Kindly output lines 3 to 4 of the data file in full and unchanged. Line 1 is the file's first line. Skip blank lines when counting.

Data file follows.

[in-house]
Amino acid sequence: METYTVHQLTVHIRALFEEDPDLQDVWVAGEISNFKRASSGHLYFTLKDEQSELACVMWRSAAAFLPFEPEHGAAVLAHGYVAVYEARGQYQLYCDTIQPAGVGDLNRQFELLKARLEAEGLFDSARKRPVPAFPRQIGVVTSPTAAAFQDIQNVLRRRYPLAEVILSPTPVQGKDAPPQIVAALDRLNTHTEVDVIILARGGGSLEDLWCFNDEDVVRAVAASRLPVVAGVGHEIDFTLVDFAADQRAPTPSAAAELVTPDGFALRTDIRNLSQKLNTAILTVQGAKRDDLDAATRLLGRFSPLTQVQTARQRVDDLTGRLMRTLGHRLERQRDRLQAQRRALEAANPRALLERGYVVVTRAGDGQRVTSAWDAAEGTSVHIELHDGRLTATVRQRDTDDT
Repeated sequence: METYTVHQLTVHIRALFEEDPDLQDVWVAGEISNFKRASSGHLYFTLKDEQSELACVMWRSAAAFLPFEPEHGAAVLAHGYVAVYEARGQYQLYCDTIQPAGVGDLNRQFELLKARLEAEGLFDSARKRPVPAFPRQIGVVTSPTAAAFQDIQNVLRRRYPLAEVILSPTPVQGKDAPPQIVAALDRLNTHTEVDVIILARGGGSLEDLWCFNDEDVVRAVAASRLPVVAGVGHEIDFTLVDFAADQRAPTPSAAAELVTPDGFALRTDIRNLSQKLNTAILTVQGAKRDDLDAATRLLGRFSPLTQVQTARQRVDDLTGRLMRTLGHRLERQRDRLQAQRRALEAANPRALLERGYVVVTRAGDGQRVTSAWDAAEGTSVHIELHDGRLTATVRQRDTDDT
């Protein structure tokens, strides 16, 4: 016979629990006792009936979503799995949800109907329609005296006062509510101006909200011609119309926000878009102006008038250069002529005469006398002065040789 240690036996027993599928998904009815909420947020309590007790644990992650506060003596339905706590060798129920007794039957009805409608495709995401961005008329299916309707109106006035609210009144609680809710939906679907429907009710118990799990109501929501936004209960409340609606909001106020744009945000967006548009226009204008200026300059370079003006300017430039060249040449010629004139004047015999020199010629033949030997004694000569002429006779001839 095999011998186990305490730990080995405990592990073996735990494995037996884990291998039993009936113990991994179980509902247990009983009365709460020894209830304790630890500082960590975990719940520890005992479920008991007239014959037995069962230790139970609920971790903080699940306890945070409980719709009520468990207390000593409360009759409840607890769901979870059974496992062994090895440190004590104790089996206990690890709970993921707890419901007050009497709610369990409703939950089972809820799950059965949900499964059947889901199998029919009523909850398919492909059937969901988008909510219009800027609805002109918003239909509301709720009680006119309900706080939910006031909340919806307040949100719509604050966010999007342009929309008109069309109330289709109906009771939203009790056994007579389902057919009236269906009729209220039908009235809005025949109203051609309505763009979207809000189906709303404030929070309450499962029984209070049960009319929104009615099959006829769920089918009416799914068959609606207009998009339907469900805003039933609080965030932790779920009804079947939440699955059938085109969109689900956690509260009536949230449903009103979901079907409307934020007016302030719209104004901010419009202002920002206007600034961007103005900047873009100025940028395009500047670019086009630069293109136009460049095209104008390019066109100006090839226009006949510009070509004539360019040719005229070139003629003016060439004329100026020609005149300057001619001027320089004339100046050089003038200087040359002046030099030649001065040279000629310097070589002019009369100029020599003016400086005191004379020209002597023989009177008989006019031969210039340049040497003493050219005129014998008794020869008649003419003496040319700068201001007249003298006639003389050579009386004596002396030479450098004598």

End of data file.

Repeated sequence: METYTVHQLTVHIRALFEEDPDLQDVWVAGEISNFKRASSGHLYFTLKDEQSELACVMWRSAAAFLPFEPEHGAAVLAHGYVAVYEARGQYQLYCDTIQPAGVGDLNRQFELLKARLEAEGLFDSARKRPVPAFPRQIGVVTSPTAAAFQDIQNVLRRRYPLAEVILSPTPVQGKDAPPQIVAALDRLNTHTEVDVIILARGGGSLEDLWCFNDEDVVRAVAASRLPVVAGVGHEIDFTLVDFAADQRAPTPSAAAELVTPDGFALRTDIRNLSQKLNTAILTVQGAKRDDLDAATRLLGRFSPLTQVQTARQRVDDLTGRLMRTLGHRLERQRDRLQAQRRALEAANPRALLERGYVVVTRAGDGQRVTSAWDAAEGTSVHIELHDGRLTATVRQRDTDDT
């Protein structure tokens, strides 16, 4: 016979629990006792009936979503799995949800109907329609005296006062509510101006909200011609119309926000878009102006008038250069002529005469006398002065040789 240690036996027993599928998904009815909420947020309590007790644990992650506060003596339905706590060798129920007794039957009805409608495709995401961005008329299916309707109106006035609210009144609680809710939906679907429907009710118990799990109501929501936004209960409340609606909001106020744009945000967006548009226009204008200026300059370079003006300017430039060249040449010629004139004047015999020199010629033949030997004694000569002429006779001839 095999011998186990305490730990080995405990592990073996735990494995037996884990291998039993009936113990991994179980509902247990009983009365709460020894209830304790630890500082960590975990719940520890005992479920008991007239014959037995069962230790139970609920971790903080699940306890945070409980719709009520468990207390000593409360009759409840607890769901979870059974496992062994090895440190004590104790089996206990690890709970993921707890419901007050009497709610369990409703939950089972809820799950059965949900499964059947889901199998029919009523909850398919492909059937969901988008909510219009800027609805002109918003239909509301709720009680006119309900706080939910006031909340919806307040949100719509604050966010999007342009929309008109069309109330289709109906009771939203009790056994007579389902057919009236269906009729209220039908009235809005025949109203051609309505763009979207809000189906709303404030929070309450499962029984209070049960009319929104009615099959006829769920089918009416799914068959609606207009998009339907469900805003039933609080965030932790779920009804079947939440699955059938085109969109689900956690509260009536949230449903009103979901079907409307934020007016302030719209104004901010419009202002920002206007600034961007103005900047873009100025940028395009500047670019086009630069293109136009460049095209104008390019066109100006090839226009006949510009070509004539360019040719005229070139003629003016060439004329100026020609005149300057001619001027320089004339100046050089003038200087040359002046030099030649001065040279000629310097070589002019009369100029020599003016400086005191004379020209002597023989009177008989006019031969210039340049040497003493050219005129014998008794020869008649003419003496040319700068201001007249003298006639003389050579009386004596002396030479450098004598």